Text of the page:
Cool and Calm in Carmel Bay: Stillwater Cove 

AT-A-GLANCE

Skill level: Beginner or better

Location: Along the 17-mile drive in Pebble Beach.

Access: By boat from Monterey or via the beach near the Pebble Beach Clubhouse.

Facilities: Public parking toilets, boat and kayak launching at the clubhouse.

Entry and Exit: Best to dive from a boat or kayak.

Depth range: 10 to 50 feet

Conditions: Predictably very calm

Visibility: 10 to 30 feet

Photography: Good macro photography for nudibranchs and other small invertebrates. Also good for fish portraits.

Hunting: Stillwater Cove is within the Carmel Bay State Marine Conservation Area where only finfish may be taken.

Cautions: Watch for thick kelp and boat traffic. 

One of Monterey’s charter boat captains kept a record of his customers’ favorite dive sites. Each year the site that received the greatest number of votes was, not surprisingly, Stillwater Cove. This is one of the most protected sites in the Monterey/Carmel area and has a lot of marine life to please the most discriminating diver.

Stillwater Cove lies on the north side of Carmel Bay, and the cove is in the lee of Pescadero Point. When the prevailing northwesterly winds blow this is one of the calmest spots around, and the predictably placid waters rightfully give this site its name. Much of the cove bottom is sand, sprinkled with a rocky patch reef. In the center of the cove are the massive Pescadero Rocks. The best diving is on the south side of the rocks and on the massive wall just south of the rocks.

About 100 feet from Pescadero rocks the bottom drops from 30 to 50 feet in a massive wall that runs nearly 100 yards; many call this Dali’s Wall. Much of the wall looks like it was once vertical and flat, and then someone with a massive ice cream scoop carved out short caves, undercuts, and shallow depressions. It’s more like diving underneath a wall than alongside one. The rock surfaces are adorned with encrusting sponges in hues of cobalt red and yellow. On the west side of the wall is a float that marks the location of an underwater statue.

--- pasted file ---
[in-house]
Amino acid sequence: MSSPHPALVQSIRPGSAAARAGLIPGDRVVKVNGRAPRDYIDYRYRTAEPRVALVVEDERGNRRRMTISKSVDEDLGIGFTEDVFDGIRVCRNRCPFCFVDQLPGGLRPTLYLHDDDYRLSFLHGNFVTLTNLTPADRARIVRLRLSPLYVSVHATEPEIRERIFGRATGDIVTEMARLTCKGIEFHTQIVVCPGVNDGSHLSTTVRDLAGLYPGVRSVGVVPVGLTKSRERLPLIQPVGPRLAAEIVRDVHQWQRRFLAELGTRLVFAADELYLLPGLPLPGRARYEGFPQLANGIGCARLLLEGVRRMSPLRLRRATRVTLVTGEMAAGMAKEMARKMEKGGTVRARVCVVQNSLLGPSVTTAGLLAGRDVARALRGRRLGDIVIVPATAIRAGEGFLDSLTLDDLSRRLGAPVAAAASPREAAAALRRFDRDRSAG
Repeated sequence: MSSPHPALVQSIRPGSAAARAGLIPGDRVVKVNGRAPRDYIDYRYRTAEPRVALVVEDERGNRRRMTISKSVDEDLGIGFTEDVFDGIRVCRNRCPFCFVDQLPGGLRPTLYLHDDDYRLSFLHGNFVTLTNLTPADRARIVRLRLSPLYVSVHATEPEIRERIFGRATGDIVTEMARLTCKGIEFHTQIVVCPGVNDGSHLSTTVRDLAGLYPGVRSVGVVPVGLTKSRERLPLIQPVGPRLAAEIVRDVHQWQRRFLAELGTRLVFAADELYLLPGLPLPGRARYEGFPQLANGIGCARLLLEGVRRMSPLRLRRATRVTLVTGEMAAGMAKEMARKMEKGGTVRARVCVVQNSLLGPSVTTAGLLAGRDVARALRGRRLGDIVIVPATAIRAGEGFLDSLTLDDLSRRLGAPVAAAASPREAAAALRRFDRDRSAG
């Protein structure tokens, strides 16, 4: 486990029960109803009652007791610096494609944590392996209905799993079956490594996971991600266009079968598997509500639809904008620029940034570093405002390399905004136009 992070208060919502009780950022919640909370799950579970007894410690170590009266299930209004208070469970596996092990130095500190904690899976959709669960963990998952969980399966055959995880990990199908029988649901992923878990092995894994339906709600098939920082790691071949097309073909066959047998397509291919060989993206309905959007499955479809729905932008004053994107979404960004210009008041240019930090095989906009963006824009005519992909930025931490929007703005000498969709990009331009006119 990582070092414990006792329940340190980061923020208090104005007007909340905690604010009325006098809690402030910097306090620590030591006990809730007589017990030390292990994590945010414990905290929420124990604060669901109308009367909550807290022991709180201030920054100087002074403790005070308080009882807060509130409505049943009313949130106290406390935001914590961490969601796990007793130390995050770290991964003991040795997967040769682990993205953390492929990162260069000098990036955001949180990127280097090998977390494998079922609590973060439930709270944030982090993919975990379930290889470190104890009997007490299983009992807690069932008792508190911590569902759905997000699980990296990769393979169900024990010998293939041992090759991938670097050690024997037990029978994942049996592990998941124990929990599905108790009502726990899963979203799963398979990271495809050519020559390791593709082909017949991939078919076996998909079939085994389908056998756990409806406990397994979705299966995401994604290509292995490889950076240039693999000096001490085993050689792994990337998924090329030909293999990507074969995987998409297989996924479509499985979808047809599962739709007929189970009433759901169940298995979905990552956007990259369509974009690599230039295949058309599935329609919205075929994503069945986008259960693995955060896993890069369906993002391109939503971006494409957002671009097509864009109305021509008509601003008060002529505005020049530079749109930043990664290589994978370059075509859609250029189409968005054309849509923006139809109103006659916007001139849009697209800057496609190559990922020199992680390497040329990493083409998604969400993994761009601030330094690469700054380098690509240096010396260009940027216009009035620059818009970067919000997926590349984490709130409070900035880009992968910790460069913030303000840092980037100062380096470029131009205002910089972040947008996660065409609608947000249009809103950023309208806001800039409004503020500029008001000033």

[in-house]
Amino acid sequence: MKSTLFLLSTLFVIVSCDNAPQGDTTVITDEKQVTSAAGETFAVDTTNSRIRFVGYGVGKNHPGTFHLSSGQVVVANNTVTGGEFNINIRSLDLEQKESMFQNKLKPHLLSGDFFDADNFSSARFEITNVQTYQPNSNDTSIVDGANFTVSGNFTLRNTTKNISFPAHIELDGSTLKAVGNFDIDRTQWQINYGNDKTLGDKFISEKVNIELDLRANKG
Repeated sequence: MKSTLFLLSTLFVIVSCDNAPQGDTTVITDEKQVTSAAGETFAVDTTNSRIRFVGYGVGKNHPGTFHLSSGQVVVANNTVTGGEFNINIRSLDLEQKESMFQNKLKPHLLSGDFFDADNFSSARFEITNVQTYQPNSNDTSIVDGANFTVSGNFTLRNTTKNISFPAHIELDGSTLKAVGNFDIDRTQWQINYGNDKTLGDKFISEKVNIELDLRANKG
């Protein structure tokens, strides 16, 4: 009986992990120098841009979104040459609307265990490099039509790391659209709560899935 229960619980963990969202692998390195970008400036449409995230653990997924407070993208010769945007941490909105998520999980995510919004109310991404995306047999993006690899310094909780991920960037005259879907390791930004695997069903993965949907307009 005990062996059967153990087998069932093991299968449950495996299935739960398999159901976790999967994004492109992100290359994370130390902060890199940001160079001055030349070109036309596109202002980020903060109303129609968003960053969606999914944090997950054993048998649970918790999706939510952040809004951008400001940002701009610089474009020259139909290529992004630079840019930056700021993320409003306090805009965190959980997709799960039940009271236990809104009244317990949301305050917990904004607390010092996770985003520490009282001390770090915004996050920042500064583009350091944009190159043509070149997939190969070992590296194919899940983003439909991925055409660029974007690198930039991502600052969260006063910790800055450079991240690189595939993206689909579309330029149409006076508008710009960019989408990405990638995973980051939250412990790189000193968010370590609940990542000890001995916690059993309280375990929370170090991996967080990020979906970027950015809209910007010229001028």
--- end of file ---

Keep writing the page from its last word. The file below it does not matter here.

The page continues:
The nooks and crannies of the wall harbor an assortment of photogenic invertebrates and fishes. It is a good idea to carry a flashlight so you can see what is hiding deep in the cracks. Look for small sculpins, gobies and rockfish underneath the ledges. This cove is heavily fished, so you won’t see many large game fish; but it is a great place to find and photograph juvenile rockfish, cabezon and lingcod. A large wolf eel is often found in one of the larger cracks. Just look for a pile of empty shells, and follow the trail up to find the wolf eel’s den.

Blue-ring top snails and orange cup corals are easy to find due to their bright colors. However, you should take your time swimming along the wall as some of the more beautiful critters are well camouflaged and would prefer not to be seen. Look for decorator crabs, as well as mollusks whose shells are covered with bryozoans or anemones. Chestnut cowries are commonly found here, and have beautiful mantles.

The shallow area around Pescadero Rocks is covered with intensely colorful marine life – carpets of red, strawberry anemones, giant green and blood red fish-eating anemones, as well as yellow and cobalt sponges. Here live an abundance of hermit and decorator crabs and shrimp.

This area is also a great place to observe and photograph nudibranchs. The simple dorids such as the lemon and Monterey nudibranch are here in abundance. Photos of orange and white clown nudibranchs, gaudy red and white Hilton’s and ostentatious Dendronotids will wow your friends. These creatures are intrinsically photogenic, but it is a real treat to find them in colorful backgrounds, or doing nudibranch things — like feeding or mating. There are also “near nudibranchs,” like the berthella. These do not have exposed gills and are therefore not nudibranchs.

Many dive Stillwater Cove from one of Monterey’s charter boats, and small inflatable boats and dive kayaks may be launched from the pier or beach. Diving from the beach is limited to 10 divers per day, and there is public parking along the hedges by 17th fairway. There are six parking spots for beach access that may be reserved up to 14 days in advance. There is a loading/unloading area, but incoming traffic may be limited 11 a.m. and 2 a.m. at the discretion of the harbormaster. A pier and boat hoist is available for recreational craft, from May 1 through September 30, with a limit of 10 boats per day. Diving, sunbathing, and picnicking are permitted during daylight hours only, and only on the beach east of the pier. Call (831) 625-8507 and ask for the Harbor Master for reservations and additional information. You will need to pay for access to the 17-Mile Drive. 

COPYRIGHT © 2019 CALIFORNIA DIVING NEWS. ALL RIGHTS RESERVED.Website hosted and managed by Make Me Modern.